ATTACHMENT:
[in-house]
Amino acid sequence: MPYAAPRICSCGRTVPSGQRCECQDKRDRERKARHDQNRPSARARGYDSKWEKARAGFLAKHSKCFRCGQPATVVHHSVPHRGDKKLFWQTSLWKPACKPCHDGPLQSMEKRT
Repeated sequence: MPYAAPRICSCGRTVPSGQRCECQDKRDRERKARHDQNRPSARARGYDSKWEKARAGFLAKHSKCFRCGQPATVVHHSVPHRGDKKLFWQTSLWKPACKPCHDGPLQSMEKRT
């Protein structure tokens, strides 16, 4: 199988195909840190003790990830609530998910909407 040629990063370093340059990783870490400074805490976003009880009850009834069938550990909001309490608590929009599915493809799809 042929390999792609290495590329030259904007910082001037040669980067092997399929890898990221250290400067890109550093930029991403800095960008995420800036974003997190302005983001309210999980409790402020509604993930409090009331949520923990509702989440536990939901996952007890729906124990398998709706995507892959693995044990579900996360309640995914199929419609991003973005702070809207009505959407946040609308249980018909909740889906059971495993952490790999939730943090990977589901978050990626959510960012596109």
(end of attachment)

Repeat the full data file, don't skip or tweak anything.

[in-house]
Amino acid sequence: MPYAAPRICSCGRTVPSGQRCECQDKRDRERKARHDQNRPSARARGYDSKWEKARAGFLAKHSKCFRCGQPATVVHHSVPHRGDKKLFWQTSLWKPACKPCHDGPLQSMEKRT
Repeated sequence: MPYAAPRICSCGRTVPSGQRCECQDKRDRERKARHDQNRPSARARGYDSKWEKARAGFLAKHSKCFRCGQPATVVHHSVPHRGDKKLFWQTSLWKPACKPCHDGPLQSMEKRT
């Protein structure tokens, strides 16, 4: 199988195909840190003790990830609530998910909407 040629990063370093340059990783870490400074805490976003009880009850009834069938550990909001309490608590929009599915493809799809 042929390999792609290495590329030259904007910082001037040669980067092997399929890898990221250290400067890109550093930029991403800095960008995420800036974003997190302005983001309210999980409790402020509604993930409090009331949520923990509702989440536990939901996952007890729906124990398998709706995507892959693995044990579900996360309640995914199929419609991003973005702070809207009505959407946040609308249980018909909740889906059971495993952490790999939730943090990977589901978050990626959510960012596109």